The biggest problem the best advisors face is capacity. Providing excellent service to clients takes time. Excellent service, in return, attracts more clients—resulting in the need to find more time! How can advisors add capacity without compromising service or working 80 hours a week? Simply adding staff is not always the appropriate solution. The best approach depends on the firm and its situation. Just as there’s no one-size-fits-all financial plan, there’s not a single course toward a more perfect practice.
We’ll tackle these issues in my new column, “Practice Made Perfect.” I’ll admit that it’s impossible to make a perfect practice, but “Practice Made Better” isn’t as catchy! In each column, I’ll take an in-depth look at a financial advisory practice and recommend changes the principals can make to improve the firm’s efficiency and capacity.
The firms I will work with are those I would be comfortable investing my money with. My goal is to help them help more clients while doing it well.
If you’d like your firm to be a future Practice Made Perfect subject, please drop me a line at firstname.lastname@example.org.
For the first Practice Made Perfect, I chose BCR Wealth Strategies. The Birmingham, Alabama-area firm has been on my radar for a long time. I had a general sense of its practices and policies, but I admit I was blown away when I first interviewed the team for this column. BCR seemed to check all the boxes. My initial thought: How could I possibly find ways to help them perfect an already well-run practice?
But with success comes challenges. BCR wants to become even more efficient, so it can add more clients without compromising quality or service—and without adding more work hours to the firm’s principals. The firm asked me for help. After talking with the team and studying the firm’s operations, I have a few ideas. But first, let’s get to know BCR Wealth Strategies.
Meet the Firm: BCR Wealth Strategies
Founded in 1995, BCR offers comprehensive financial planning and tax-efficient investment management on a fee-only basis. The firm prides itself on personalized, attentive service as part of its “Your Plan to Succeed” process.
The leader of the firm is CEO and majority shareholder Marshall Rathmell, CFP, CPA/PFS. He is the successor to the firm’s founder. Rathmell’s team includes a lead advisor, a relationship manager, two financial planning analysts, an investment analyst, two operations specialists, an office manager, and a part-time virtual assistant. Among this group are two partners and a four-person leadership team.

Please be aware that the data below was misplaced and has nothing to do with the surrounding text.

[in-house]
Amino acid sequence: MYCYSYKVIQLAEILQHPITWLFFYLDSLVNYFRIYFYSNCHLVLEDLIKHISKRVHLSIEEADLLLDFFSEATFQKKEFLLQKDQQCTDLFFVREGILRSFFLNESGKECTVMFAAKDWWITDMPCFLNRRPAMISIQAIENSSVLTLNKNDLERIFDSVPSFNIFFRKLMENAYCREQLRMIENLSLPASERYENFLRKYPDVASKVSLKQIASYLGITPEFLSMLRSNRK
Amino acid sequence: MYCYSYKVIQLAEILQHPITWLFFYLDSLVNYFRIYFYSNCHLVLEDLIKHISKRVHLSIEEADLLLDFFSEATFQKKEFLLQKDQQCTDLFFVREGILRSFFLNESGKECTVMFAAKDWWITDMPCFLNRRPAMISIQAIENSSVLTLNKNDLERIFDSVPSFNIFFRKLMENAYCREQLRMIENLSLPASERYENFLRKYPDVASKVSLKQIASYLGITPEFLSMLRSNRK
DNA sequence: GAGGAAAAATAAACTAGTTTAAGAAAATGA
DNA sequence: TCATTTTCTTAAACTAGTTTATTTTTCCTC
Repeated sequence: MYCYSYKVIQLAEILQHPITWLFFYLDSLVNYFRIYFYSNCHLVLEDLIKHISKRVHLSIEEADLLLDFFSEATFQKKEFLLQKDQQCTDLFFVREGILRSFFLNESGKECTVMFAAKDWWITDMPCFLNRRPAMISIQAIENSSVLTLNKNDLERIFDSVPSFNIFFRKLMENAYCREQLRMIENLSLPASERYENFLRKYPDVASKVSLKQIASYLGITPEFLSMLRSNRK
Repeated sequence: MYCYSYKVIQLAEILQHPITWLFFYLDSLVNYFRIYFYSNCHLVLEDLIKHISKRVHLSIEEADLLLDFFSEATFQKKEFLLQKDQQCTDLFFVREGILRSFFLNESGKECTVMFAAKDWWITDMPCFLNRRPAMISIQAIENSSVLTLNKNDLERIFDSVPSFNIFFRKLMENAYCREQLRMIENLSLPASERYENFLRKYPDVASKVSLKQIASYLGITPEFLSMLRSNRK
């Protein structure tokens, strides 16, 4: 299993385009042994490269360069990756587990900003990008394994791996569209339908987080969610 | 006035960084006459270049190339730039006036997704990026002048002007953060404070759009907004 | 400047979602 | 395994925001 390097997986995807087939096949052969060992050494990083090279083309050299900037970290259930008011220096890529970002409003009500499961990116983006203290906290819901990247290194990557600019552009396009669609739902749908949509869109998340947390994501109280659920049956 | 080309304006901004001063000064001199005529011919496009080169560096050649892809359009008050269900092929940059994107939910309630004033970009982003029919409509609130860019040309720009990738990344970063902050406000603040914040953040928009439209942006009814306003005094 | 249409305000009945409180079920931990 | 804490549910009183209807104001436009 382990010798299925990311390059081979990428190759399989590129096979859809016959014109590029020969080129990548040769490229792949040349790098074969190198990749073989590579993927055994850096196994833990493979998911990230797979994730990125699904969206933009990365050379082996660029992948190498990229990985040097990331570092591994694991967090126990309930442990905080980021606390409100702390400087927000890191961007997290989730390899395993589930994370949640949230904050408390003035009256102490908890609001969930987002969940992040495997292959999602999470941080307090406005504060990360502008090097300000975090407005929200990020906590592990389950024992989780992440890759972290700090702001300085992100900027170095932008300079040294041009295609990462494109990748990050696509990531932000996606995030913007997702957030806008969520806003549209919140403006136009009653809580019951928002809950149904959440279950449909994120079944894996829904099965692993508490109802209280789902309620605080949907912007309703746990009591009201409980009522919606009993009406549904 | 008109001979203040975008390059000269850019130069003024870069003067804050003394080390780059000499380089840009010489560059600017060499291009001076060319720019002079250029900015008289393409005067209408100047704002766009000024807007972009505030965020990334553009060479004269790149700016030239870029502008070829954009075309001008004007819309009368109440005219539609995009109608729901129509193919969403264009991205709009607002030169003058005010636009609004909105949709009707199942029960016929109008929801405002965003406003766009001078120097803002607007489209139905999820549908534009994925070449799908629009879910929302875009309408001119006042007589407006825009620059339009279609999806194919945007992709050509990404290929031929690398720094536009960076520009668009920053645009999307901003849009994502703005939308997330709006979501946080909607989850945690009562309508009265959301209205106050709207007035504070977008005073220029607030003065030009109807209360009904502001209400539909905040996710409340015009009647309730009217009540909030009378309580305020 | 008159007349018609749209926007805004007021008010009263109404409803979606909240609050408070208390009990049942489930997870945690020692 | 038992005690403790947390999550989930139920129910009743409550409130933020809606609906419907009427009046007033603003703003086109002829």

In addition, an advisor in New Jersey runs his own “mini-practice,” and another advisor is nearing retirement. There are also two financial planning and operations interns.
Most BCR employees work regular hours, with standard vacation time. Rathmell says he works about 60-70 hours per week and takes two to three weeks of vacation per year (although Rathmell does admit he works during his vacations). Having young kids, Rathmell has lots of energy and loves the pace of work and family life. He also finds time for running, camping, and doing charity work.
Assets Under Management and Fee Structure
BCR invests about $350 million for about 300 households. Portfolios also include outside accounts, such as 401(k)s, that are integrated through Morningstar ByAllAccounts. BCR negotiated a favorable cost of custody with BNY Mellon’s Pershing, where the majority of its clients’ investment assets are held.
Management fees are billed quarterly in advance and are based on portfolio size, starting at 1.25% and dipping down to 0.5% for portfolios greater than $25 million. About 85% of clients are covered within three fee schedules. The firm has a minimum annual billing of $6,250 for new clients but will make limited time exceptions for young clients with high potential and aspirations.
BCR uses software to better ensure quality and consistency across the firm, including:
- Orion (portfolio accounting, reporting, rebalancing)
- Citrix (encrypted file sharing)
- Morningstar ByAllAccounts (outside accounts integration)
- MoneyGuidePro (financial planning)
- Redtail (client-relationship management)
- Morningstar (research and analysis)
- Fi360 (research and analysis)
- DFA’s Returns Web and other tools (research and analysis)
- Advisor Websites (website design)
The team is investigating programs for tax planning and calendar scheduling. Another issue identified by Rathmell is the need to implement the client portal at Orion, so that clients have access to documents and can see their entire portfolio in one place.
Billing is done along with quarterly reporting. Orion provides the reports, but the firm adds in the billing and sends them directly to clients. (Orion can provide this service but offers local postage only.) This process takes about three days per quarter.
The firm does not use risk-tolerance software nor does it outsource any tasks.
The team emphasizes use of software. One internal mantra is, “If it’s not in Redtail, it didn’t happen.”
The firm’s policy is for staff to respond to clients’ inquiries within two hours. If more time is needed to answer a question, the client at least has been acknowledged.
BCR regularly communicates with clients. In addition to quarterly reports, the firm sends newsletters, calls clients at least quarterly, holds annual meetings, sends personalized holiday and birthday cards, gives an annual gift (such as a nice umbrella or blanket), and hosts client-appreciation events. The firm plans to offer webinars.
Most new business comes through referrals from clients and other professionals. Some new clients come by way of networking, promotion, and social media.
Although the firm does not have a formal client acceptance checklist, BCR seeks clients who value advice and prefer to delegate investment management.